Bruce Wasserstein, who graduated from the University in 1967, has spearheaded a thousand business deals collectively valued at a quarter of a trillion dollars during his career. The most recent issue of Portfolio Magazine described his key strength: He is a generalist. Wasserstein has a wide spectrum of contacts and knowledge across diverse industries, as opposed to investors with “an extensive web of connections” largely limited to a single industry.

In a nation where the majority of education is standardized, it is increasingly useful to become academic generalists like Wasserstein, exploring and discovering ideas across fields rather than limiting our thinking to a single discipline. The University’s Michigan in Washington program is a case study in the innovative intellectual experiences we need as students. Through this program, 20 to 25 students live and work in a world-class city for the fall or winter semester, encountering new points of view and their own hidden passions.

Living in Washington D.C. provides a truly interdisciplinary experience. Our nation’s capital is brimming with rare opportunities and cultural adventures. Students can attend a U.S. Senate hearing in the morning, study in the magnificent reading rooms of the Library of Congress in the afternoon and experience the youthful culture of the Adams Morgan area, as well as a midnight monument tour in the evening. They can wake up on the weekend to a postcard view of the Washington Monument, jog to the new World War II Memorial, visit one of the many ethnic festivals throughout the year and enjoy the campus spirit at Georgetown and George Washington universities. From the Smithsonian to the White House, real world experience complements semester-long research and academic pursuits in the program.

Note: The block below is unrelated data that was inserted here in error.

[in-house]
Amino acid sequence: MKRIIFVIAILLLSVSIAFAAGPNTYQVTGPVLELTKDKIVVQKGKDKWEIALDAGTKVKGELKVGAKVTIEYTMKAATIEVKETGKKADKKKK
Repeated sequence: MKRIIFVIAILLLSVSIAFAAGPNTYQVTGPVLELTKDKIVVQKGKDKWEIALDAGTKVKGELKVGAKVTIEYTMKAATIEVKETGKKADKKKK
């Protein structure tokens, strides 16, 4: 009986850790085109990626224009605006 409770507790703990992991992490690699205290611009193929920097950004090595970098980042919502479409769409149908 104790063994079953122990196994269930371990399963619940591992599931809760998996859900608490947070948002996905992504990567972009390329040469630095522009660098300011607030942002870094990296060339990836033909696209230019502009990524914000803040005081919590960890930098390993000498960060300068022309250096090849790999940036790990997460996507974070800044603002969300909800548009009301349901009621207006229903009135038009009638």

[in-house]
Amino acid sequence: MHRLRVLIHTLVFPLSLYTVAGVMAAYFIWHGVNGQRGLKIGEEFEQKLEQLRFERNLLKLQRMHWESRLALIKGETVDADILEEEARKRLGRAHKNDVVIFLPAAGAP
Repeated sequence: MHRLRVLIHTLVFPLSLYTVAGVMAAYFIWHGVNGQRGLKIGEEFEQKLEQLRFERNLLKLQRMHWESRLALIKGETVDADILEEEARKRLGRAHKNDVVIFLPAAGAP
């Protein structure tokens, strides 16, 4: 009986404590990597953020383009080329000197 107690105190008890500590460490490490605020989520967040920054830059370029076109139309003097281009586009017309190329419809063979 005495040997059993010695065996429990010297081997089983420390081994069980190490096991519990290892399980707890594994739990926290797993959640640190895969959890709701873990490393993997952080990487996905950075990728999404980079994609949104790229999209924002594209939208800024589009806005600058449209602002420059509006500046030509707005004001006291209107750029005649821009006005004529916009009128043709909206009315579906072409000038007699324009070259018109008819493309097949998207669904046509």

It’s important to explore ideas in new settings. One of the best ways to stay curious about our world is to move to new locations and engage with unique cultures. Uniformity is ancient. Because the 21st century provides infinite opportunities to listen, click, watch and explore, it is increasingly valuable to learn how different people do and see things differently. But most of all, uniformity is un-American. Schools, museums, public forums and kickball games are all outlets that allow us to get out into a world and increase our social capital.

If we understand the ways that other people make choices, the social fabric of this country will strengthen. For example, Washington, D.C. is home to a great variety of people, including world-renowned scholars, celebrated political leaders, passionate artists and performers and, of course, the hundreds of interns who are the backbone of many businesses and bureaucracies. Students come to learn and intern in the nation’s capital from many universities throughout the country, participating in programs like Michigan in Washington. One of the greatest benefits of participating in such programs is getting the chance to meet other college students from around the country who share the desire to make an impact on our generation.

Learning in Washington D.C. also immerses students in the diverse heritage of America. It is one of the best places to study who we are as Americans, how we enact change as a society and where our nation is heading. Textbooks can only teach so much about the complexity of our government and the depth of our democracy; a true personal experience is needed to grasp what it means to be an American.

The World Economic Forum posed a question Thursday: “What Job Should My Child Take in a Globalizing Economy?” The responses collected by The New York Times included offering children a more flexible education to be adaptable and open to all cultures. Participating in a program like Michigan in Washington and the unique perspectives that can be gained from it might offer not only a highly enjoyable semester, but also a payoff in life.

Adam Finkel is an LSA senior. Hayley Kallenberg is an LSA junior. They were participants in the Michigan in Washington program in fall 2007. The deadline for applications is Friday, Feb. 1.

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